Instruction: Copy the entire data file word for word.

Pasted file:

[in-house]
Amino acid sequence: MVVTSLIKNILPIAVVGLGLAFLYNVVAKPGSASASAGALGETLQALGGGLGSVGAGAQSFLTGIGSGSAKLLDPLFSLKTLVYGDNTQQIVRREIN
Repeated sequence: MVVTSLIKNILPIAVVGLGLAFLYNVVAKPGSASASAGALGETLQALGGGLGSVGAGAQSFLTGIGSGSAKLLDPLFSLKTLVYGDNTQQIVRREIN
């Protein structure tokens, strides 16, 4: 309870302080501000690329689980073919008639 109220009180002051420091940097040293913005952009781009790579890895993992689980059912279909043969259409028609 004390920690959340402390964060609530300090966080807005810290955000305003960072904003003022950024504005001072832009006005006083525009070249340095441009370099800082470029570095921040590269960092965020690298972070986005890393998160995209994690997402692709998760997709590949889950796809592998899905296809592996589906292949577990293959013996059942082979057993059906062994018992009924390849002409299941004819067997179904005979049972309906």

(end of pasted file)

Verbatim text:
[in-house]
Amino acid sequence: MVVTSLIKNILPIAVVGLGLAFLYNVVAKPGSASASAGALGETLQALGGGLGSVGAGAQSFLTGIGSGSAKLLDPLFSLKTLVYGDNTQQIVRREIN
Repeated sequence: MVVTSLIKNILPIAVVGLGLAFLYNVVAKPGSASASAGALGETLQALGGGLGSVGAGAQSFLTGIGSGSAKLLDPLFSLKTLVYGDNTQQIVRREIN
């Protein structure tokens, strides 16, 4: 309870302080501000690329689980073919008639 109220009180002051420091940097040293913005952009781009790579890895993992689980059912279909043969259409028609 004390920690959340402390964060609530300090966080807005810290955000305003960072904003003022950024504005001072832009006005006083525009070249340095441009370099800082470029570095921040590269960092965020690298972070986005890393998160995209994690997402692709998760997709590949889950796809592998899905296809592996589906292949577990293959013996059942082979057993059906062994018992009924390849002409299941004819067997179904005979049972309906």